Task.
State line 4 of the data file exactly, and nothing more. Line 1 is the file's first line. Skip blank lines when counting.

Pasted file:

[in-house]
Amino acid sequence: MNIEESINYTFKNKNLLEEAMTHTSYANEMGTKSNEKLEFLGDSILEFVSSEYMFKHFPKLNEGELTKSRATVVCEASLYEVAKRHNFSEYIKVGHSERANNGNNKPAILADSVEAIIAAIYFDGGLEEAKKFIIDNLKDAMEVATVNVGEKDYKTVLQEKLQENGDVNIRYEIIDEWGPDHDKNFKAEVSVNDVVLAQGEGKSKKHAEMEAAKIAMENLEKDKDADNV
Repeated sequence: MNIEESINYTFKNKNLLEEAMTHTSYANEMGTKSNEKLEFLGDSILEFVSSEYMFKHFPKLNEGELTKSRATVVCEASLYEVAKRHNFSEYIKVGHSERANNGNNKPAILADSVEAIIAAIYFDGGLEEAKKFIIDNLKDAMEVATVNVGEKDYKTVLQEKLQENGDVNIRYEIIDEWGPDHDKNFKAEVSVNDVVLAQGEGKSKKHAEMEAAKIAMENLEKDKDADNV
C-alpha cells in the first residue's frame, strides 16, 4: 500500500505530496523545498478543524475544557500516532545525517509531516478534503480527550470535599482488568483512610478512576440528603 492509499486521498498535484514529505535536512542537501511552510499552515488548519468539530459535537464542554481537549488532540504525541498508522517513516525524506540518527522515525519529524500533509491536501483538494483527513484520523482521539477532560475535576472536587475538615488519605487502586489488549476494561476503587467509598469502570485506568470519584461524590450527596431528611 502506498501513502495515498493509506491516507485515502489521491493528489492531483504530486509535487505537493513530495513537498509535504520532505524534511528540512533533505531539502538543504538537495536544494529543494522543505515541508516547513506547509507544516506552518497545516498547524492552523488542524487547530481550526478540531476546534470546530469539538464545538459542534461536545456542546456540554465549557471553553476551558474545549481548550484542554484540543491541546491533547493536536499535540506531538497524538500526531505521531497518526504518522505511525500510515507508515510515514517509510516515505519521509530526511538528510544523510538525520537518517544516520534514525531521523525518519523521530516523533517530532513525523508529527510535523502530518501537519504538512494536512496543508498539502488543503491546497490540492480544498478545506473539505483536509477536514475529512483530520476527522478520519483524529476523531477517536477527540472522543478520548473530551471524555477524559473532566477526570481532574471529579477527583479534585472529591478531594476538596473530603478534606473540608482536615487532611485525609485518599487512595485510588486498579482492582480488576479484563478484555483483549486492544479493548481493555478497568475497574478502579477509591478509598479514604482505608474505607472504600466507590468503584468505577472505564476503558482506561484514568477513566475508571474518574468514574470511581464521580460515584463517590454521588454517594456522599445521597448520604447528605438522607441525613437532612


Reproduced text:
C-alpha cells in the first residue's frame, strides 16, 4: 500500500505530496523545498478543524475544557500516532545525517509531516478534503480527550470535599482488568483512610478512576440528603 492509499486521498498535484514529505535536512542537501511552510499552515488548519468539530459535537464542554481537549488532540504525541498508522517513516525524506540518527522515525519529524500533509491536501483538494483527513484520523482521539477532560475535576472536587475538615488519605487502586489488549476494561476503587467509598469502570485506568470519584461524590450527596431528611 502506498501513502495515498493509506491516507485515502489521491493528489492531483504530486509535487505537493513530495513537498509535504520532505524534511528540512533533505531539502538543504538537495536544494529543494522543505515541508516547513506547509507544516506552518497545516498547524492552523488542524487547530481550526478540531476546534470546530469539538464545538459542534461536545456542546456540554465549557471553553476551558474545549481548550484542554484540543491541546491533547493536536499535540506531538497524538500526531505521531497518526504518522505511525500510515507508515510515514517509510516515505519521509530526511538528510544523510538525520537518517544516520534514525531521523525518519523521530516523533517530532513525523508529527510535523502530518501537519504538512494536512496543508498539502488543503491546497490540492480544498478545506473539505483536509477536514475529512483530520476527522478520519483524529476523531477517536477527540472522543478520548473530551471524555477524559473532566477526570481532574471529579477527583479534585472529591478531594476538596473530603478534606473540608482536615487532611485525609485518599487512595485510588486498579482492582480488576479484563478484555483483549486492544479493548481493555478497568475497574478502579477509591478509598479514604482505608474505607472504600466507590468503584468505577472505564476503558482506561484514568477513566475508571474518574468514574470511581464521580460515584463517590454521588454517594456522599445521597448520604447528605438522607441525613437532612